Where is Occupy SF now?

|
()
GUARDIAN PHOTO BY YAEL CHANOFF

On the anniversary of Occupy Wall Street, Occupy San Francisco also celebrated its birthday.

Demonstrations throughout the day Sept. 17, focusing on a variety of topics, converged at 5pm at 555 California, Bank of America’s west coast headquarters. A lively march of about 600 became a street festival down the block. There, protesters stopped for a circus of birthday activities. In one corner, people saddled by debt wrote their debt information on pieces of paper, explained their situations to the crowd, and dropped the papers into a trash can for a symbolic burning. One person also burned cash. “Hell no, we won’t pay,” the crowd chanted.

A few feet over, protesters painted the street with a bright yellow sun declaring “democracy not debt.” Volunteers then fed a free meal to the hundreds in attendance and wheeled in a video screen to watch some recaps of the year’s best moments. Around 8pm, the group left as peacefully as they had come.

In the darkness, a few hundred headed east on Market. When they arrived in Justin Herman Plaza-- or Bradley Manning Plaza, as Occupy SF has christened it, in honor of the whistle blowing soldier- a few police stood guard around the perimeter. Undeterred, protesters walked in, and shouts of “happy birthday” gave way to “welcome home.”

The birthday party continued with a night of music. Five tents were pitched, sleeping bags were brought out. Police vehicles carrying truckloads of barricades drove by, but police told protesters they would have to leave the park by 6am, the hour the park opens.

30 or 40 spent the night. In the morning police came back. As ukelele and drums continued to play, tents were dutifully broken down. A few went back to sleep.

Video by Eric Louie

Last fall, Occupy SF could basically be found here. The camp was at Justin Herman Plaza. The ever-expanding list of working groups sometimes met somewhere else, but Occupy was at camp. But after a series of police raids, from Oct. 5 to the raid that finally brought the camp down in December, this camp was no more.

Now, Occupy SF is found all over the place.

As longtime Occupy SF activist Vi Huynh said while celebrating the anniversary: “I think it's good to honor these milestones because, unlike the mainstream media would have us believe, we haven’t gone away. We’re not dying either. They’re writing our obituaries, but we’re very much alive. And we’re doing things every day.”

Here’s an uncomprehensive list of active groups from Occupy in San Francisco.

101 Market. This is the old camp of Occupy, “re-occupied” in February in response to a national call. At least 30 sleep there every night, and the camp is a veritable fortress of furniture and belongings. They’re mere existence is a refusal to humor the concept of private property. General Assembly meetings occur at 101 Market Tuesdays and Thursdays at 7pm.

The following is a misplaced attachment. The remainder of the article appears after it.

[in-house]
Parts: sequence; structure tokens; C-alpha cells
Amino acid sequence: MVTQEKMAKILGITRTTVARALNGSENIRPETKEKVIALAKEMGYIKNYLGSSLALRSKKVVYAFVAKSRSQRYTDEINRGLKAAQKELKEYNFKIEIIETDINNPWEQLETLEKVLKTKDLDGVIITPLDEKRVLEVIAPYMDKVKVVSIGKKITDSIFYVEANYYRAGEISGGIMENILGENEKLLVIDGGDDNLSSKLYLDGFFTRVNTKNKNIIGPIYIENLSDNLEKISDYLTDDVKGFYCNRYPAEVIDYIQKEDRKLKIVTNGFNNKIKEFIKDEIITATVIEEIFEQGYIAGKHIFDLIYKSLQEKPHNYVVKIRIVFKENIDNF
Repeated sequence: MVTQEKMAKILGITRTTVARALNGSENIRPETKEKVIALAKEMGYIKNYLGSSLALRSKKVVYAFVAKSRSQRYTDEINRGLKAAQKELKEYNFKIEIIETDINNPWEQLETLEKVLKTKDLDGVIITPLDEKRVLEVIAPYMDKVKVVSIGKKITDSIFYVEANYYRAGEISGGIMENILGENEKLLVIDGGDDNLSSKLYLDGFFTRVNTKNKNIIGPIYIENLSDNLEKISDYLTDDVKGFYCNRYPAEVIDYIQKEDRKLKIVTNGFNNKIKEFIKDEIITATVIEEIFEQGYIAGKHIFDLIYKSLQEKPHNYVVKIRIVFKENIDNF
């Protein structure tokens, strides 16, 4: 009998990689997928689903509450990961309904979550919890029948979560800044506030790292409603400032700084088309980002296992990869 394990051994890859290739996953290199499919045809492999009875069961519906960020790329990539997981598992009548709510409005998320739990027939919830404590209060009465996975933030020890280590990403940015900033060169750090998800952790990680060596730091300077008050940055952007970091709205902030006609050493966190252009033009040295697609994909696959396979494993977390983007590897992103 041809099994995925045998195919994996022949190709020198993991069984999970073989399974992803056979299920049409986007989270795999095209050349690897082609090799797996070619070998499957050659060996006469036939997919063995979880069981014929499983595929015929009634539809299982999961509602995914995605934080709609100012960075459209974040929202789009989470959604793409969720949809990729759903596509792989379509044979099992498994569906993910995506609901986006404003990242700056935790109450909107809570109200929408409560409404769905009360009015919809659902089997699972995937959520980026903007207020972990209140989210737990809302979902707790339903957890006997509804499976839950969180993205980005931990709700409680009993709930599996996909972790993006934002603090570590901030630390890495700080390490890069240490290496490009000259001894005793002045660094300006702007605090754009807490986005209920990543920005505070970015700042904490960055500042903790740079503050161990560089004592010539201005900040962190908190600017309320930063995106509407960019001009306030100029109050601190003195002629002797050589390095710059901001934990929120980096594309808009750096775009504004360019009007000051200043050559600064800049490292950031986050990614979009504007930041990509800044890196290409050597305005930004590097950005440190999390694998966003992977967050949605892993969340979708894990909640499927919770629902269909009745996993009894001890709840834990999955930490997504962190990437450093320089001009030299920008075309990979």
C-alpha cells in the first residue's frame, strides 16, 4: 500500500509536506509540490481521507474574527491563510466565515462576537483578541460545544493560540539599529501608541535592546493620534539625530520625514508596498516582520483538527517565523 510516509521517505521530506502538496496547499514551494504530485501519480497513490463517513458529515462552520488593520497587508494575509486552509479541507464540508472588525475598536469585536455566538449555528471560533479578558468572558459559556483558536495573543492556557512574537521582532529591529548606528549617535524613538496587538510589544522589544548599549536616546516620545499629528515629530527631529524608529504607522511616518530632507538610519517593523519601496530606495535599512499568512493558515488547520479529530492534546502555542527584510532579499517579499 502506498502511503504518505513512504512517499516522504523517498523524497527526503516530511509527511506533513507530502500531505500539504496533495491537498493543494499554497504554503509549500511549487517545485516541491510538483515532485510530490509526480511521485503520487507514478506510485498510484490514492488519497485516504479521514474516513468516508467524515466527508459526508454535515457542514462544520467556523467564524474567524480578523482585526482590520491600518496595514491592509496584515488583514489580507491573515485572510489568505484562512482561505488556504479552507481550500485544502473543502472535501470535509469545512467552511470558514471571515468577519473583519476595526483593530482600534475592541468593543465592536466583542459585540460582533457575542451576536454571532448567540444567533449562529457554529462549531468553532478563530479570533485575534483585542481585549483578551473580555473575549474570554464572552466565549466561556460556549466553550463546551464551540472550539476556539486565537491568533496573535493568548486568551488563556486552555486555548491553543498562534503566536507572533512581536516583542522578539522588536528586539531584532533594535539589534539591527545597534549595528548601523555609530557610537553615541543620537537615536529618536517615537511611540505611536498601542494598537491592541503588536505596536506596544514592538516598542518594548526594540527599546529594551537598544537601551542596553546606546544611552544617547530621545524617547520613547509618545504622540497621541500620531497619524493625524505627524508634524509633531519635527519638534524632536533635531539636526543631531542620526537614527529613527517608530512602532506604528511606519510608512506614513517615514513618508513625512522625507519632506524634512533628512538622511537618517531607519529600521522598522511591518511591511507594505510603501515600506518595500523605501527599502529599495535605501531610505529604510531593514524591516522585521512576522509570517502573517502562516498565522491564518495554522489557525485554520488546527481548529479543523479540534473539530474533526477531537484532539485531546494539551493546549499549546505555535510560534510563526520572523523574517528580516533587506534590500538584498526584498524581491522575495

Action Council. Action Council is a forum meant to connect Occupy with unions, non-profits, and community groups. They played a big role in planning demonstrations like the Jan. 20 shutdown of the financial district and the May Day solidarity demonstrations. Action Council meets weekly, Sundays at 2pm at Unite Here headquarters, 215 Golden Gate Ave.

All Streets Yoga. Since last winter, All Streets Yoga, formerly known as Decolonize Yoga, has been transforming part of the sidewalk at the 16th and Mission BART station into a yoga studio free for all. Volunteer yoga teachers lay out rugs and lead personalized yoga sessions for anyone who chooses to join. They transform space and creating calm in the busy city landscape. Join them Fridays 5-7pm.

Community Not Commodity. Also known as Bay Occupride, this group formed to protest commercialization of the Pride Parade. On the Sept. 17 anniversary they did a march on the Castro banks and a sit-in to protest sit-lie at Harvey Milk Plaza. CNC describes itself as “a collective assembly of queer/trans-focused community groups with established reputations in the Bay Area that have come together to strengthen and unify our diverse communities. We have come together to confront the 1% within our movement. We work for complete liberation of queer and trans people!” They meet Sundays at noon at Muddy Waters Café, 521 Valencia. See more at www.bayoccupride.com.

Direct Action working group. Direct action is a central tenant of Occupy. It means taking action to prevent something bad or create something good without permission or help of those with political power. In a 1912 essay titled Direct Action, Voltairine de Cleyre cited the Boston Tea Party as an example and wrote that “Every person who ever had a plan to do anything, and went and did it, or who laid his plan before others, and won their co-operation to do it with him, without going to external authorities to please do the thing for them, was a direct actionist. All co-operative experiments are essentially direct action.” The direct action working group meets Wednesdays, 6pm, at the Redstone Building at 2940 16th Street.